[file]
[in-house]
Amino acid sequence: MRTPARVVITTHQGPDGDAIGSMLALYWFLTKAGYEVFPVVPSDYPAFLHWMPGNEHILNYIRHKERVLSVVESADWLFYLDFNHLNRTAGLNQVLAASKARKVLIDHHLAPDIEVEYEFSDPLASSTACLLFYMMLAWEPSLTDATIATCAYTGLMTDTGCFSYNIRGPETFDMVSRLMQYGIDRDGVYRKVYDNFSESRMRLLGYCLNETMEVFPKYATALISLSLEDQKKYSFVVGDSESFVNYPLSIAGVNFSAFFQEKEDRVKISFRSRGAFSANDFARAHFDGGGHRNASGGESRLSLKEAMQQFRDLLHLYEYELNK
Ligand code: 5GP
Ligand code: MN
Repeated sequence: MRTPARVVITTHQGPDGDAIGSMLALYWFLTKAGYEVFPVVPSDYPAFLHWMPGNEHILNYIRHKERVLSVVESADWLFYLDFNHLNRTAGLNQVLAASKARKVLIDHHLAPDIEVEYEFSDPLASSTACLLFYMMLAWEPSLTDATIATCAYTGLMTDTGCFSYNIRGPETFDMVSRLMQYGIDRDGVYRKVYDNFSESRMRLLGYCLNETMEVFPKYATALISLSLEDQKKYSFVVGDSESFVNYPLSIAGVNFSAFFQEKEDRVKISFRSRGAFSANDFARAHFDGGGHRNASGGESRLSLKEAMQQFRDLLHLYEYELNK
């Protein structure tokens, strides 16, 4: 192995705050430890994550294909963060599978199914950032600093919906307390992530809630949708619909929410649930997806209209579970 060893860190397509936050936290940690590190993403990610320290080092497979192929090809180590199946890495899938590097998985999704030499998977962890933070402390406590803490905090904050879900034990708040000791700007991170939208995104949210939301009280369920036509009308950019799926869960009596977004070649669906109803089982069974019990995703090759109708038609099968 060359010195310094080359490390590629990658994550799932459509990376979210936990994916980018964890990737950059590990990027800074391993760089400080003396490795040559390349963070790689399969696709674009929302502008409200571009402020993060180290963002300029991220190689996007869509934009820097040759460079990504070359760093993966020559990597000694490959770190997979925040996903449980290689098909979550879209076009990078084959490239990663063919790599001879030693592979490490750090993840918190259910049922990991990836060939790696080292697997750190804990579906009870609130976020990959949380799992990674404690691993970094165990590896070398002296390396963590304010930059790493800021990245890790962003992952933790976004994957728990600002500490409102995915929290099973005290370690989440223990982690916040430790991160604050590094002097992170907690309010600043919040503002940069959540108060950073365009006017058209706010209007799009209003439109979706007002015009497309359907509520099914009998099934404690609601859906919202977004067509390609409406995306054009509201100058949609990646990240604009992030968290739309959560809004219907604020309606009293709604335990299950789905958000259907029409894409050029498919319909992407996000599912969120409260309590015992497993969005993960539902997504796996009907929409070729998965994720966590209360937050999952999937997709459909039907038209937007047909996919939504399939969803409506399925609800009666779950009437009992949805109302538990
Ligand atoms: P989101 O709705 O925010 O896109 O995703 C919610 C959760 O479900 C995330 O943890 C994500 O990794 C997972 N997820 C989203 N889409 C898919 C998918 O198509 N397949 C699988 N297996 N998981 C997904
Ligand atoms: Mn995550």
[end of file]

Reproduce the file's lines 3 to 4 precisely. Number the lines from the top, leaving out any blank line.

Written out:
Ligand code: 5GP
Ligand code: MN